Posted: Mon 24th Apr 2023

Businesses still face labour shortages amid rising recruitment costs

News and Info from Deeside, Flintshire, North Wales
This article is old - Published: Monday, Apr 24th, 2023

Nearly half of mid-sized businesses in the UK are struggling with labour and skills shortages, as the cost of recruiting new staff impedes their ability to hire, according to the latest research from accountancy and business advisory firm BDO.

Two-fifths of firms are unable to replace employees who retired during the COVID-19 pandemic due to mounting recruitment costs, which outrank both rising costs and interest rates as top concerns for mid-sized businesses over the next six months.

A bi-monthly survey conducted by BDO revealed that 48% of mid-sized businesses are experiencing shortages in skills or labour, with 61% struggling to recruit enough entry-level staff and 73% facing difficulties filling lower-managerial positions.

Businesses are calling on the UK Government for new support measures while exploring diverse recruitment practices, automation and artificial intelligence to mitigate workforce challenges.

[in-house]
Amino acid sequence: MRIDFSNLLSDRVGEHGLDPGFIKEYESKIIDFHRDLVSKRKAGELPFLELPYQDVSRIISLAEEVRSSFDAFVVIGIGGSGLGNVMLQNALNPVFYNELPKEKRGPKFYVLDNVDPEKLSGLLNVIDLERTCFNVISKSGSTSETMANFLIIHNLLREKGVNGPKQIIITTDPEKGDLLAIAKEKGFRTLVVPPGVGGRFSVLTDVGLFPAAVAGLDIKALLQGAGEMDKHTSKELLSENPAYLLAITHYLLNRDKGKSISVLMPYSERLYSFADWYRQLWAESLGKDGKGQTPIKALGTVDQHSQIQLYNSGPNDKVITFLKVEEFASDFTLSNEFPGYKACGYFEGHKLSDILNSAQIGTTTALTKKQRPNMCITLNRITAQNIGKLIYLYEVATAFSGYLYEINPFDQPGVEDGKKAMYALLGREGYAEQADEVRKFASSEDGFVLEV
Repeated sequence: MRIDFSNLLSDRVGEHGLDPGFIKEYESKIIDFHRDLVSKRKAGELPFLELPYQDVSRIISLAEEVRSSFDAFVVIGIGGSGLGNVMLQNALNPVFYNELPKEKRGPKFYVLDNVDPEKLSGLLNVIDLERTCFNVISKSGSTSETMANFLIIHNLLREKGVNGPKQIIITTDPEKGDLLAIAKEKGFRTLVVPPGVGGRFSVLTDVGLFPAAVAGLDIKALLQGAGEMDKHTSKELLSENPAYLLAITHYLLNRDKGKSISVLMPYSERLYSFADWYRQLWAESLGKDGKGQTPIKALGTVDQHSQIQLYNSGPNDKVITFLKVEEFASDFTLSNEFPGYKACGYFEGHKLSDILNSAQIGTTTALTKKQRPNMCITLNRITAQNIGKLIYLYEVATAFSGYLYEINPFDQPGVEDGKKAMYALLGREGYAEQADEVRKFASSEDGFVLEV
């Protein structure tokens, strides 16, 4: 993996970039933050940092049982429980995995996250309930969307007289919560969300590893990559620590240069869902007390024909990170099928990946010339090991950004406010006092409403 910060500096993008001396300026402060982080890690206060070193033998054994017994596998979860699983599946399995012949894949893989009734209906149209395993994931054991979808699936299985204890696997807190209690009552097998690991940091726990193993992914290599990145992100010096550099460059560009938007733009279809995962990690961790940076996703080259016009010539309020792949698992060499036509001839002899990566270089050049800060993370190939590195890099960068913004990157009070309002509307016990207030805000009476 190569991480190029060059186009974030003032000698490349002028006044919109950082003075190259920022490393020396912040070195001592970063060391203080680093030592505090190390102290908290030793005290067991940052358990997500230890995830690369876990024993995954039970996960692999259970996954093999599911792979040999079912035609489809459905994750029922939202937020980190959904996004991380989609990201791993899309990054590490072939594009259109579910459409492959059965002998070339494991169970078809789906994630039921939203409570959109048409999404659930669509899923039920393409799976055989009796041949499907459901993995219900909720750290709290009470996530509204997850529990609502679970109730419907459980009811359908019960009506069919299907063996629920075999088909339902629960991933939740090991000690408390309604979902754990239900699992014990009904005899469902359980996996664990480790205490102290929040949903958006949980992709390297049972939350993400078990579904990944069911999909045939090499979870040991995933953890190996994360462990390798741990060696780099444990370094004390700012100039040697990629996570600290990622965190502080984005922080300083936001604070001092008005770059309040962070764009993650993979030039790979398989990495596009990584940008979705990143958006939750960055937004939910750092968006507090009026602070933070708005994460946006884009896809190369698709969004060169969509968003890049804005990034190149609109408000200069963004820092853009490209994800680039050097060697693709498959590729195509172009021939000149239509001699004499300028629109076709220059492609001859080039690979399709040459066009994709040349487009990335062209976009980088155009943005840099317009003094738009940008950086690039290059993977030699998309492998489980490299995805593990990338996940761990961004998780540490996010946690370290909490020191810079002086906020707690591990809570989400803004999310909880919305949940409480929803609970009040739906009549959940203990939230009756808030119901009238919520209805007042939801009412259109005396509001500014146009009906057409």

Amid a cost of living crisis, 42% of businesses claim that hiring new staff has become too expensive due to costs including immigration bureaucracy, National Insurance contributions, and increased salary expectations from candidates. Additionally, 35% are unable to recruit enough people due to immigration restrictions, rising to 43% in the hospitality and leisure sectors.

In response to the labour shortages, 26% of businesses are offering retraining opportunities to existing staff, and 32% are planning to invest in upskilling over the next five years.

Companies are also considering alternative working patterns, such as four-day weeks, and increasing the use of freelancers to access specific areas of expertise.

Ed Dwan, Partner at BDO, stressed the importance of government support in addressing these challenges: “More investment in areas such as high-quality apprenticeships, or incentives for people to train in areas where skills shortages are most severe, could have a huge impact.”

With workforce issues posing a threat to UK productivity, 26% of businesses are looking for government investment in automation, while 20% are calling for immigration policy changes to plug skills and labour gaps.

Additionally, 21% want the Government to broaden post-16 education options, and a further 20% hope for tax cuts in regions with underperforming economies.

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